subjective scales to survey state and personality traits.

Equipment to be purchased:
1. EEG amplifiers, updated software, associated peripherals and computers, used for recording brain activity and other
physiological measures (e.g., heart rate) in Drs. Cote, Arnell and Segalowitz labs.
2. Software license for the 3-D camera in Dr. Mondloch’s lab to increase user access by other investigators.
3. Driving Simulator to assess driving performance in a realistic environment (e.g., driver seat and dashboard, motion,
surround-sound, and panoramic video).
4. Near-infrared spectroscopy (NIRS) to permit researchers to optically measure changes in cortical hemoglobin while a
participant performs a task. In essence, it provides information about which areas of the brain become activated when,
for example, the participant views stimuli designed to challenge specific processing systems (e.g., identifying
characteristics of faces).

Our proposal fits with Ontario’s goal to make investments in scientific excellence of benefit to Ontario in a number of
ways. We investigate diverse questions in the area of cognitive brain research that impact individuals across the
lifespan (from childhood to old age). Research on sleepiness (Dr. Cote) and attentional limitations during multi-tasking
(Dr. Arnell) has widespread applications for Health, Safety, and Quality of Life including academic performance, driving
and work safety, mental health, shift work, and healthy aging. With the benefit of the driving simulator technology, it is
our aim to work with Pharmaceutical Companies to systematically investigate the impact of sleeping pills on waking
function. We will also study the impact of sleepiness and attention on driving performance in healthy adults and patients
with sleep disorders. Our work also addresses the important area of Child and Adolescent Mental Health. Our society
incurs major costs due to anti-social and self-destructive behaviours, 75% of which begin in childhood. Dr. Segalowitz is
collaborating locally, nationally and internationally on studies of brain responses reflecting self-regulation skills to
understand mechanisms of healthy development and psychopathology. Further, the Aging Population compels our goal
of investigating both how young and older adults process facial identity and emotional expressions, and how sensitivity
to facial identity and emotional expressions changes with age. Dr. Mondloch’s 3-dimensional camera will continue to be
used to Develop Face Stimuli that have more ecological validity than any set currently available. These stimuli will be
used to investigate how perception varies across face stimuli (e.g., own- versus other-race/age) and across perceivers
(e.g., young versus older adults), as well as by others from the CBR group in research on sleepiness, attention, and
psychopathology.
Summary of Applications by Institution
This report provides a summary of information currently provided to MEDI concerning applications for large
infrastructure projects under the Ontario Research Fund - Research Infrastructure program.


Brock University
Ms. Carrie Kelly, Senior Research Services Coordinator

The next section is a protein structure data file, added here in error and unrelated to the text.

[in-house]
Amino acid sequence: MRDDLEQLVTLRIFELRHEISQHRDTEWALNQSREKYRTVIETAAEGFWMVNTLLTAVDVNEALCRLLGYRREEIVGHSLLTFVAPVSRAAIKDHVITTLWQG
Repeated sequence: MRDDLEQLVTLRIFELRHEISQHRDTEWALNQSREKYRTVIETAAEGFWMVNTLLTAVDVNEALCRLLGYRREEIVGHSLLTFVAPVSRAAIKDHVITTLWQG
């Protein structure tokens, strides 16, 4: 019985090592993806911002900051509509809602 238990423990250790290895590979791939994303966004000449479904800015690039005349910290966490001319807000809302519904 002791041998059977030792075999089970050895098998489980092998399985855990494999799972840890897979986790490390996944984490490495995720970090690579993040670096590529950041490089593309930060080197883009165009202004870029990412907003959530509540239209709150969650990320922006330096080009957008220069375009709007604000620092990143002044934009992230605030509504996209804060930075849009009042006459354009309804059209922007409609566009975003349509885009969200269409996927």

Phone: 905-688-5550 x 5024
E-Mail: ckelly@brocku.ca

Lead Researcher(s): Stephen S. Cheung, Glenn Tattersall
Integrated animal and human research into thermal and hypoxic stress for
countermeasures in human performance
The aim of the project and the proposed infrastructure is to create an integrated hub for environmental physiological
research at Brock University spanning both human and animal models, and enhance the building of partnerships with
industry and academic collaborators. The applicants are each internationally-renowned researchers on the
physiological effects of environmental stress, especially that from temperature and low oxygen. Cheung’s research
program is on the effects of thermal and low oxygen stress on human physiology and performance, while Tattersall has
a very broad comparative animal perspective on thermal and low oxygen stress that also transfers to human research
into neurophysiological deficits (e.g. Sudden Infant Death Syndrome). No other institution in Canada can boast proven
research excellence in such an aligned yet wide-ranging fashion. The ultimate goal of this proposal, therefore, is to
enhance the collaboration between Cheung and Tattersall, and especially to enhance the transfer of animal research to
human contexts. This is done through infrastructure that can generally be utilized for both animal and human research.

The infrastructure include: 1) a portable analyser for the amount of oxygen in human muscle and brain during rest and
exercise; 2) a thermal imaging camera for lab and field measurements of skin temperature; 3) an addition to enable low
oxygen levels in an existing animal temperature chamber; 4) monitors to enable remote temperature measurements in
humans and animals during field research; and 5) a blood analyzer to permit investigations into the effects of
environmental stress on metabolic and immunological responses in humans and animals.

Due to climate change, increased leisure time, and improved access and technology, humans are being exposed to
wider swings in temperature conditions at work (e.g. deep mining, firefighting, military), and leisure (e.g.